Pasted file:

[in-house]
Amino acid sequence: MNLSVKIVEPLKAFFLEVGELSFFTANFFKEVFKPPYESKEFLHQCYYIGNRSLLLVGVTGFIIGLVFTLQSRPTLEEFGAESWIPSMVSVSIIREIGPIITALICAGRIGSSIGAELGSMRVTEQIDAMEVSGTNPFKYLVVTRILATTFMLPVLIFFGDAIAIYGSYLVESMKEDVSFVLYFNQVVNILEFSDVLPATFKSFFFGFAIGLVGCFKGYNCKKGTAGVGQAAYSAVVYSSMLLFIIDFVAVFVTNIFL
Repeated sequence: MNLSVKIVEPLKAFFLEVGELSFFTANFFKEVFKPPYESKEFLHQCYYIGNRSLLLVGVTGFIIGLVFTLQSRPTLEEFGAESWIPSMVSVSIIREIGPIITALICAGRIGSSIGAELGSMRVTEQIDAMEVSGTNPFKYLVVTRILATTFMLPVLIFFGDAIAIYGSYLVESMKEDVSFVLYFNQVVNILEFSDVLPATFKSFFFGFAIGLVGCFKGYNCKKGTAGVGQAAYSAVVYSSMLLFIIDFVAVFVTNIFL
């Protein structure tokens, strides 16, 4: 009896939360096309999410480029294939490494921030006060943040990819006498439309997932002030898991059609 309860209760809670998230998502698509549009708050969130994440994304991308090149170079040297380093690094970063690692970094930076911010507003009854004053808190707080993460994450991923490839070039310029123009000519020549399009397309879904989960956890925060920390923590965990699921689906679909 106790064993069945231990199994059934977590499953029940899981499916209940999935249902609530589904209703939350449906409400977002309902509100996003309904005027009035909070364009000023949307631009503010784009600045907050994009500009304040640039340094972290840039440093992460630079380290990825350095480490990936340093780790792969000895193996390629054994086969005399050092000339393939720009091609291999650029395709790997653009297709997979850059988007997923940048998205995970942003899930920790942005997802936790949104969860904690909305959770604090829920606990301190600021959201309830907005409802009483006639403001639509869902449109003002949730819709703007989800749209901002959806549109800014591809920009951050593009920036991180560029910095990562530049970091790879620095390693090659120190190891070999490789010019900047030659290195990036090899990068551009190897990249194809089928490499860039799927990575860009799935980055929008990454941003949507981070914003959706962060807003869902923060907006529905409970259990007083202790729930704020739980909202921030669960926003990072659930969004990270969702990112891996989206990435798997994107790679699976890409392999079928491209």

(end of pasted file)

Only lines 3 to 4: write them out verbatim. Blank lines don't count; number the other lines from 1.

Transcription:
Repeated sequence: MNLSVKIVEPLKAFFLEVGELSFFTANFFKEVFKPPYESKEFLHQCYYIGNRSLLLVGVTGFIIGLVFTLQSRPTLEEFGAESWIPSMVSVSIIREIGPIITALICAGRIGSSIGAELGSMRVTEQIDAMEVSGTNPFKYLVVTRILATTFMLPVLIFFGDAIAIYGSYLVESMKEDVSFVLYFNQVVNILEFSDVLPATFKSFFFGFAIGLVGCFKGYNCKKGTAGVGQAAYSAVVYSSMLLFIIDFVAVFVTNIFL
């Protein structure tokens, strides 16, 4: 009896939360096309999410480029294939490494921030006060943040990819006498439309997932002030898991059609 309860209760809670998230998502698509549009708050969130994440994304991308090149170079040297380093690094970063690692970094930076911010507003009854004053808190707080993460994450991923490839070039310029123009000519020549399009397309879904989960956890925060920390923590965990699921689906679909 106790064993069945231990199994059934977590499953029940899981499916209940999935249902609530589904209703939350449906409400977002309902509100996003309904005027009035909070364009000023949307631009503010784009600045907050994009500009304040640039340094972290840039440093992460630079380290990825350095480490990936340093780790792969000895193996390629054994086969005399050092000339393939720009091609291999650029395709790997653009297709997979850059988007997923940048998205995970942003899930920790942005997802936790949104969860904690909305959770604090829920606990301190600021959201309830907005409802009483006639403001639509869902449109003002949730819709703007989800749209901002959806549109800014591809920009951050593009920036991180560029910095990562530049970091790879620095390693090659120190190891070999490789010019900047030659290195990036090899990068551009190897990249194809089928490499860039799927990575860009799935980055929008990454941003949507981070914003959706962060807003869902923060907006529905409970259990007083202790729930704020739980909202921030669960926003990072659930969004990270969702990112891996989206990435798997994107790679699976890409392999079928491209």